One of the reasons that Captain America: Civil War managed to dazzle was the sheer breadth and depth of its cast. Twelve superheroes divided along a central fault line and duked it out, meaning that all but three of the main characters – not including the Guardians of the Galaxy, that is – from the entirety of the Marvel Cinematic Universe were present and accounted for. (Of the three MIA heroes, we’re getting two – Thor and the Hulk – later on this year, in Thor: Ragnarok, and the final one, the Wasp, next summer, in Ant-Man and the Wasp.)
However, the sheer amount of individuals featured in the two-and-a-half-hour film was also something of a detraction; having such a huge cast all crammed into such a short runtime resulted in some characters barely getting any screen time in Civil War, and many of them getting shortchanged to one degree or another in the overarching narrative. While neither of these points is necessarily considered to be a fatal flaw of the movie, they do illustrate the difficulties of juggling so many protagonists in a single MCU film.
Civil War, of course, is just a short trial run of what Avengers: Infinity War is going to be next year. Directors Anthony and Joe Russo have joked that the film is going to feature some 67 characters, but the thing is that, when everything is said and done, that may not be quite as much of an exaggeration as it first appears to be. The challenges will be immense, and while the possible rewards are, as well, so too is the possibility of failure with Infinity War.
This then leaves us with just one simple question: is Infinity War’s lineup too crowded?
Just Who’s in the Movie, Anyway?
Before we can dive into any sort of hypothetical answer – “hypothetical” because we don’t yet have any concrete information on the movie’s story, let alone a full accounting of its cast – we’ll need to first take stock of just how many characters have already been confirmed to be in the next Avengers installment. Here it is, in easy-to-read list format (which is presented in alphabetical order, to boot!):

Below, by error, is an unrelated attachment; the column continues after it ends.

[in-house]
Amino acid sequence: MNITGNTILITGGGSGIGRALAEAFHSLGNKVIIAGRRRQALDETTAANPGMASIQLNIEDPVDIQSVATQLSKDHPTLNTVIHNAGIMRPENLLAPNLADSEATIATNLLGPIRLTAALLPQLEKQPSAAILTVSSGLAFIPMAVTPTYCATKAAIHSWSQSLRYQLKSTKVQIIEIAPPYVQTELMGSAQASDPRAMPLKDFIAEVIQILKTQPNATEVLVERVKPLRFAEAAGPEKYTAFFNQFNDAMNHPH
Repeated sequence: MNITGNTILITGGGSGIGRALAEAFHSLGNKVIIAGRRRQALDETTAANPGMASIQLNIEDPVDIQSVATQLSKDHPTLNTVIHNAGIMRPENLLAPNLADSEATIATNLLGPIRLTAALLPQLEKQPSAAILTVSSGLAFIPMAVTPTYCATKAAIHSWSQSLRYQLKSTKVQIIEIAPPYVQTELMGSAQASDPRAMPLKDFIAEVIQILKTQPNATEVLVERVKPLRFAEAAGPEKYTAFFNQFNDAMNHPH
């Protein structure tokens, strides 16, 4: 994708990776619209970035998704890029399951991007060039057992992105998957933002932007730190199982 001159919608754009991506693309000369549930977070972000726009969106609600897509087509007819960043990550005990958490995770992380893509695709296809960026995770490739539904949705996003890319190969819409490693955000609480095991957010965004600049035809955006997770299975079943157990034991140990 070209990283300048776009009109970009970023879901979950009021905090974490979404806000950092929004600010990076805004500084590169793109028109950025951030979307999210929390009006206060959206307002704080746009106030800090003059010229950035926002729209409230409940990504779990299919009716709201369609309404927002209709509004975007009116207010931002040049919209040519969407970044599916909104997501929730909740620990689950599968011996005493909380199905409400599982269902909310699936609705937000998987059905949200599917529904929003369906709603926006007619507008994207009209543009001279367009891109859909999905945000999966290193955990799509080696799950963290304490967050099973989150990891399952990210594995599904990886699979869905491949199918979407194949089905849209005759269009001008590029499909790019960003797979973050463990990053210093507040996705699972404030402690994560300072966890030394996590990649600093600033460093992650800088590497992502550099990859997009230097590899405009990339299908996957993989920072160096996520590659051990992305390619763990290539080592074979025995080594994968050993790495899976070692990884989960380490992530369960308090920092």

- Ant-Man (Paul Rudd)
- Black Panther (Chadwick Boseman)
- Black Widow (Scarlett Johansson)
- Captain America (Chris Evans)
- Doctor Strange (Benedict Cumberbatch)
- Drax (Dave Bautista)
- Gamora (Zoe Saldana)
- Groot (Vin Diesel)
- Hawkeye (Jeremy Renner)
- The Hulk (Mark Ruffalo)
- Iron Man (Robert Downey, Jr.)
- Mantis (Pom Klementieff)
- Nebula (Karen Gillan)
- Rocket Raccoon (Bradley Cooper)
- Scarlet Witch (Elizabeth Olsen)
- Spider-Man (Tom Holland)
- Star-Lord (Chris Pratt)
- Thanos (Josh Brolin)
- Thor (Chris Hemsworth)
- Vision (Paul Bettany)
- The Winter Soldier (Sebastian Stan)
- Wong (Benedict Wong)
That’s 22 characters right there, which doesn’t include the few that we’re pretty sure will also be making an appearance (Brie Larson’s Captain Marvel and Samuel L. Jackson’s Nick Fury among them), the several that are rumored (such as Natalie Portman’s Jane Foster or Gwyneth Paltrow’s Pepper Potts), and the brand-new faces (which may or may not include Eitri, who may or may not be played by Peter Dinklage).
Yes, Let’s Thin the Marvel Herd
With at least a few dozen characters making an appearance to some degree or another, there’s just no possible way that the Russos – or any filmmaker, for that matter – can hammer them all into a cohesive story; either Infinity War will turn into a check-the-next-item-on-the-list exercise, or it will function as a normal Marvel outing that just so happens to feature big-name individuals in the background, standing around with little to say, instead of the typical extras.